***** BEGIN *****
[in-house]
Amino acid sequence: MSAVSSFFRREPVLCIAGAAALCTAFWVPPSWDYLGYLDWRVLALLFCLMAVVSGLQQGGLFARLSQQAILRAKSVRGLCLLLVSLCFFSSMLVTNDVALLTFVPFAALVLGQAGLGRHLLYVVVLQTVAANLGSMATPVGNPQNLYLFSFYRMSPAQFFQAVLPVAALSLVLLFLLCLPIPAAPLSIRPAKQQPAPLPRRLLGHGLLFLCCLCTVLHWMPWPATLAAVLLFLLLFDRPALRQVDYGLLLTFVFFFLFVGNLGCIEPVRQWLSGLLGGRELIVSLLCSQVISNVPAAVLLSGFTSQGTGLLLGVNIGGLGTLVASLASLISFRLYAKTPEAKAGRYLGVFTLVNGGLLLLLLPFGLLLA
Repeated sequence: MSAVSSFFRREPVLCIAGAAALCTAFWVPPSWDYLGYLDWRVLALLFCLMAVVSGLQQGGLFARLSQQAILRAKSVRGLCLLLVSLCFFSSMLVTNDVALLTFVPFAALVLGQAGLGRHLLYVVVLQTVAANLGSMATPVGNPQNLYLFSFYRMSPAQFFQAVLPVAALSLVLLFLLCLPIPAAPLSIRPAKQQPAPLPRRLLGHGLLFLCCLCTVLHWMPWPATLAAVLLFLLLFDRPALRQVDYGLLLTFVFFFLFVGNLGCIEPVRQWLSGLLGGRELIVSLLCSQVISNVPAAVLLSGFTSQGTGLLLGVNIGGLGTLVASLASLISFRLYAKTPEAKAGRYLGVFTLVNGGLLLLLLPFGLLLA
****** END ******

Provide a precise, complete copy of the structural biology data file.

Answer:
[in-house]
Amino acid sequence: MSAVSSFFRREPVLCIAGAAALCTAFWVPPSWDYLGYLDWRVLALLFCLMAVVSGLQQGGLFARLSQQAILRAKSVRGLCLLLVSLCFFSSMLVTNDVALLTFVPFAALVLGQAGLGRHLLYVVVLQTVAANLGSMATPVGNPQNLYLFSFYRMSPAQFFQAVLPVAALSLVLLFLLCLPIPAAPLSIRPAKQQPAPLPRRLLGHGLLFLCCLCTVLHWMPWPATLAAVLLFLLLFDRPALRQVDYGLLLTFVFFFLFVGNLGCIEPVRQWLSGLLGGRELIVSLLCSQVISNVPAAVLLSGFTSQGTGLLLGVNIGGLGTLVASLASLISFRLYAKTPEAKAGRYLGVFTLVNGGLLLLLLPFGLLLA
Repeated sequence: MSAVSSFFRREPVLCIAGAAALCTAFWVPPSWDYLGYLDWRVLALLFCLMAVVSGLQQGGLFARLSQQAILRAKSVRGLCLLLVSLCFFSSMLVTNDVALLTFVPFAALVLGQAGLGRHLLYVVVLQTVAANLGSMATPVGNPQNLYLFSFYRMSPAQFFQAVLPVAALSLVLLFLLCLPIPAAPLSIRPAKQQPAPLPRRLLGHGLLFLCCLCTVLHWMPWPATLAAVLLFLLLFDRPALRQVDYGLLLTFVFFFLFVGNLGCIEPVRQWLSGLLGGRELIVSLLCSQVISNVPAAVLLSGFTSQGTGLLLGVNIGGLGTLVASLASLISFRLYAKTPEAKAGRYLGVFTLVNGGLLLLLLPFGLLLA